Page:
New Delhi, India, November 14, 2014: The “self-driving car” concept has captured the world’s imagination, and today’s advanced driver assistance systems (ADAS) are catalyzing this revolution. But the enormous opportunities these markets present come with significant challenges that must first be solved. Freescale Semiconductor is propelling the industry forward by addressing two critical speed bumps on the path toward autonomous driving – the lack of open standards for ADAS system development, and the common-but-empty premise that consumer focused silicon solutions are safe enough for critical autonomous automotive applications.
Freescale today announced it will soon introduce an OpenCL (Open Computing Language)-based automotive development environment engineered to open the market for car OEMs and tier-one suppliers alike to bring advanced driver assist and other ADAS technologies to a wider range of vehicles, faster. The company also called on tier-one ADAS system providers and their suppliers to renew their industry-wide commitment to automotive safety via the design and deployment of highly secure embedded semiconductors built from the ground up to meet and exceed automotive-grade quality requirements.
The Democratization of ADAS
Responding to the current lack of open standards, and to reverse the trend toward closed, proprietary ADAS systems which inhibit development and stifle design innovation, Freescale will offer an OpenCL development environment for ADAS systems targeting Freescale silicon and engineered to reduce R&D overhead – effectively democratizing the ADAS development process. OpenCL is an open, royalty-free standard for cross-platform, parallel programming. It greatly improves speed and responsiveness for a wide spectrum of applications in numerous markets. OpenCL is an open standard maintained by the non-profit technology consortium Khronos Group.
“An open standards development environment and zero-defect design methodologies will form the foundation for Freescale’s next-generation ADAS platforms,” said Bob Conrad, SVP and general manager of Automotive MCUs at Freescale. “Incorporating OpenCL to our portfolio of automotive processing solutions is expected to free our customers to focus more on ADAS innovation – and more importantly, ADAS safety.”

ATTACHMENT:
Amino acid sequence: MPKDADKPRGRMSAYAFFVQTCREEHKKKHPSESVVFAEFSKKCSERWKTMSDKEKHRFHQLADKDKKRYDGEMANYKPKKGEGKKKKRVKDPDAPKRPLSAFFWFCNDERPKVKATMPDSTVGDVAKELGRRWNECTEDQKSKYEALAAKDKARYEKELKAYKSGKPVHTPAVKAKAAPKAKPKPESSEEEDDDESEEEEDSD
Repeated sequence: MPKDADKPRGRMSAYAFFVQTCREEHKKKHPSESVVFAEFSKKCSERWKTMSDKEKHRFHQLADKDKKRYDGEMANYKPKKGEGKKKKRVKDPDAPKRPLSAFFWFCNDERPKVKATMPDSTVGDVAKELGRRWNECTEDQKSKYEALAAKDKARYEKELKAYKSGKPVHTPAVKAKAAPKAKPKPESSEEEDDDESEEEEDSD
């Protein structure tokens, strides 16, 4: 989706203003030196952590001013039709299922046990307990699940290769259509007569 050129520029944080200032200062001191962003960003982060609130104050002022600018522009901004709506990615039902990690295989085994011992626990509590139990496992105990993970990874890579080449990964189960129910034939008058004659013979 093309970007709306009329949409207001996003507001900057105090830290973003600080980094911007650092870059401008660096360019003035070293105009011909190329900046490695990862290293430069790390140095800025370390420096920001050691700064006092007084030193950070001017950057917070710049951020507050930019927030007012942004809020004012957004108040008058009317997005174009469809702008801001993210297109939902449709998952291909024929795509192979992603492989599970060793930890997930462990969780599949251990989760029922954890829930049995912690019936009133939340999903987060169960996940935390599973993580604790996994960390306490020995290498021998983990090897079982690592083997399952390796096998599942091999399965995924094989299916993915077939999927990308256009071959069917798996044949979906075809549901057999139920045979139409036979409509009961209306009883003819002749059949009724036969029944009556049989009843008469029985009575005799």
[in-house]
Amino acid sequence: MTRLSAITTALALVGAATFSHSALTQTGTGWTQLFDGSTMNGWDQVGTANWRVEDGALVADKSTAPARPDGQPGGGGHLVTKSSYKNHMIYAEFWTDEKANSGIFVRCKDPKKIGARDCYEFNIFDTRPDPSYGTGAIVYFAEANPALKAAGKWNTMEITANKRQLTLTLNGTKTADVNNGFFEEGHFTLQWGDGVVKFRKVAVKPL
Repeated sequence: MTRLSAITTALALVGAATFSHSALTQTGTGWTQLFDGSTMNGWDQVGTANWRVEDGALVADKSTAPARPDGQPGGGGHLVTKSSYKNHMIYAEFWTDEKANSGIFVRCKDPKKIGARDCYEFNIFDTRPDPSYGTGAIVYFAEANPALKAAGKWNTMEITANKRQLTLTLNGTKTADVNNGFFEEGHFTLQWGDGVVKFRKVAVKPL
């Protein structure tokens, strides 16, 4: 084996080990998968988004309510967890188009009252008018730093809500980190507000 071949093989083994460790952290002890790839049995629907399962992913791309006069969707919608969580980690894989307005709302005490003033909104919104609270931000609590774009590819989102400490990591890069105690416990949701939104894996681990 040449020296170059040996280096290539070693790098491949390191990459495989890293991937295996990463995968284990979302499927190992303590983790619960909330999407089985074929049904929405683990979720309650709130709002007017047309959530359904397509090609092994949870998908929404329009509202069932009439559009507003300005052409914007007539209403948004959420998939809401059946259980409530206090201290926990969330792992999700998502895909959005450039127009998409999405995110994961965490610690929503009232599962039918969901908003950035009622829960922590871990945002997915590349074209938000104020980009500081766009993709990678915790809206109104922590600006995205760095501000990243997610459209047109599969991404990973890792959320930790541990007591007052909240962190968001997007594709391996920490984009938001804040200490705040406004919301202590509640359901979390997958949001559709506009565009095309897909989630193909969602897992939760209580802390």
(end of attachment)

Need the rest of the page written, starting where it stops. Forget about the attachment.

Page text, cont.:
Automotive Grade from the Ground Up
Despite the increasing publicity surrounding them, autonomous vehicles will simply not exist on a commercial scale without safe, reliable and secure solutions. Freescale believes that the assertion that consumer-oriented silicon solutions designed to enhance gaming graphics or run smartphone apps are safe enough to ensure autonomous driving-quality and reliability in automotive applications presents significant risk to the automotive industry. Such claims are perpetuating a hype cycle that is dissociating reality from the vision of self-driving technology.
“The existential threat to the self-driving car is safety,” said Luca De Ambroggi, principal analyst for Automotive Semiconductors with IHS. “We are seeing a lot of new entrants to this market with consumer silicon which may pass some safety tests, but is not specifically designed for automotive safety from the ground up. If your graphics processor goes out, that’s one thing; but if your front end sensors, radar and brakes fail, that’s a different story.”
Freescale is a decades-long industry leader in automotive safety, delivering products broadly deployed in ADAS systems to OEMs around the world. Freescale designs products specifically for a long life of fail-safe operation in the harshest automotive environments. The company’s SafeAssure Functional Safety Program offers a broad solution set of MCUs, sensors and analog ICs, as well as support for functional safety application design that includes training, safety documentation and technical support. Freescale’s Qorivva MPC5643L was the industry’s first microcontroller to achieve a formal ISO 26262 certificate for ASIL D functional safety capability by an independent third-party accredited certification body.
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